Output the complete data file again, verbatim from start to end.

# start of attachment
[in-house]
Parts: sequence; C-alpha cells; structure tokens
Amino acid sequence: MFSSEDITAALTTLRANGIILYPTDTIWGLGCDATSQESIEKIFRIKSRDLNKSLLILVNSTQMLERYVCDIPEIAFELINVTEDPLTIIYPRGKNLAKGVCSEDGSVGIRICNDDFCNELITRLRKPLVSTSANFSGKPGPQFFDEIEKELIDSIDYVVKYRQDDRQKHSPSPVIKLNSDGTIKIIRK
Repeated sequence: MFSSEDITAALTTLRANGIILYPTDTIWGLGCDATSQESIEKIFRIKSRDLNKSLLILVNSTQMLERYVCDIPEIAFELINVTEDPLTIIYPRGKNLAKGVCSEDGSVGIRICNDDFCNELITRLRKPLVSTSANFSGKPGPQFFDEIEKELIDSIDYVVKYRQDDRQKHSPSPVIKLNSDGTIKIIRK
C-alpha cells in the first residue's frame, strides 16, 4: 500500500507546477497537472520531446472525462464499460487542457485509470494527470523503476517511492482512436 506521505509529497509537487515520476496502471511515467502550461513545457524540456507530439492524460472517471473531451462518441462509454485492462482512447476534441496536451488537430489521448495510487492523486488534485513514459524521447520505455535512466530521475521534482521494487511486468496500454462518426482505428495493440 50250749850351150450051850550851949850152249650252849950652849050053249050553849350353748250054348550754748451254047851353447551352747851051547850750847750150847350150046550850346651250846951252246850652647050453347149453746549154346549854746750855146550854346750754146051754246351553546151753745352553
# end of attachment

[in-house]
Parts: sequence; C-alpha cells; structure tokens
Amino acid sequence: MFSSEDITAALTTLRANGIILYPTDTIWGLGCDATSQESIEKIFRIKSRDLNKSLLILVNSTQMLERYVCDIPEIAFELINVTEDPLTIIYPRGKNLAKGVCSEDGSVGIRICNDDFCNELITRLRKPLVSTSANFSGKPGPQFFDEIEKELIDSIDYVVKYRQDDRQKHSPSPVIKLNSDGTIKIIRK
Repeated sequence: MFSSEDITAALTTLRANGIILYPTDTIWGLGCDATSQESIEKIFRIKSRDLNKSLLILVNSTQMLERYVCDIPEIAFELINVTEDPLTIIYPRGKNLAKGVCSEDGSVGIRICNDDFCNELITRLRKPLVSTSANFSGKPGPQFFDEIEKELIDSIDYVVKYRQDDRQKHSPSPVIKLNSDGTIKIIRK
C-alpha cells in the first residue's frame, strides 16, 4: 500500500507546477497537472520531446472525462464499460487542457485509470494527470523503476517511492482512436 506521505509529497509537487515520476496502471511515467502550461513545457524540456507530439492524460472517471473531451462518441462509454485492462482512447476534441496536451488537430489521448495510487492523486488534485513514459524521447520505455535512466530521475521534482521494487511486468496500454462518426482505428495493440 50250749850351150450051850550851949850152249650252849950652849050053249050553849350353748250054348550754748451254047851353447551352747851051547850750847750150847350150046550850346651250846951252246850652647050453347149453746549154346549854746750855146550854346750754146051754246351553546151753745352553